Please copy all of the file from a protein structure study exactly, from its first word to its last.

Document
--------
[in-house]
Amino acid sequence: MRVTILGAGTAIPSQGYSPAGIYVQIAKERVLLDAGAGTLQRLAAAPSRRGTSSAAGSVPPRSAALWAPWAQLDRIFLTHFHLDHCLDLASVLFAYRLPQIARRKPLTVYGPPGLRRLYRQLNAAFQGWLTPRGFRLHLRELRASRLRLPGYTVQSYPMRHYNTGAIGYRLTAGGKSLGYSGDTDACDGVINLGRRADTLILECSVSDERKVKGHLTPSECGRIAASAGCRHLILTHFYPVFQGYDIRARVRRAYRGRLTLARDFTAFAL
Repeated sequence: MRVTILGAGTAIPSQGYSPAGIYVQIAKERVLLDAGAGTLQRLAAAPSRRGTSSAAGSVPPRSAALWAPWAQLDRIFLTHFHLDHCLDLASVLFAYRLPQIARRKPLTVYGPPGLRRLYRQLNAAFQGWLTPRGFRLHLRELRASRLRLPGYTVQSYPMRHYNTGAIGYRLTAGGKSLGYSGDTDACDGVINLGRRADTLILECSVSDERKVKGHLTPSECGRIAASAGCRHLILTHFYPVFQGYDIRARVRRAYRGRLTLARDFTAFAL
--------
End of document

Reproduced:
[in-house]
Amino acid sequence: MRVTILGAGTAIPSQGYSPAGIYVQIAKERVLLDAGAGTLQRLAAAPSRRGTSSAAGSVPPRSAALWAPWAQLDRIFLTHFHLDHCLDLASVLFAYRLPQIARRKPLTVYGPPGLRRLYRQLNAAFQGWLTPRGFRLHLRELRASRLRLPGYTVQSYPMRHYNTGAIGYRLTAGGKSLGYSGDTDACDGVINLGRRADTLILECSVSDERKVKGHLTPSECGRIAASAGCRHLILTHFYPVFQGYDIRARVRRAYRGRLTLARDFTAFAL
Repeated sequence: MRVTILGAGTAIPSQGYSPAGIYVQIAKERVLLDAGAGTLQRLAAAPSRRGTSSAAGSVPPRSAALWAPWAQLDRIFLTHFHLDHCLDLASVLFAYRLPQIARRKPLTVYGPPGLRRLYRQLNAAFQGWLTPRGFRLHLRELRASRLRLPGYTVQSYPMRHYNTGAIGYRLTAGGKSLGYSGDTDACDGVINLGRRADTLILECSVSDERKVKGHLTPSECGRIAASAGCRHLILTHFYPVFQGYDIRARVRRAYRGRLTLARDFTAFAL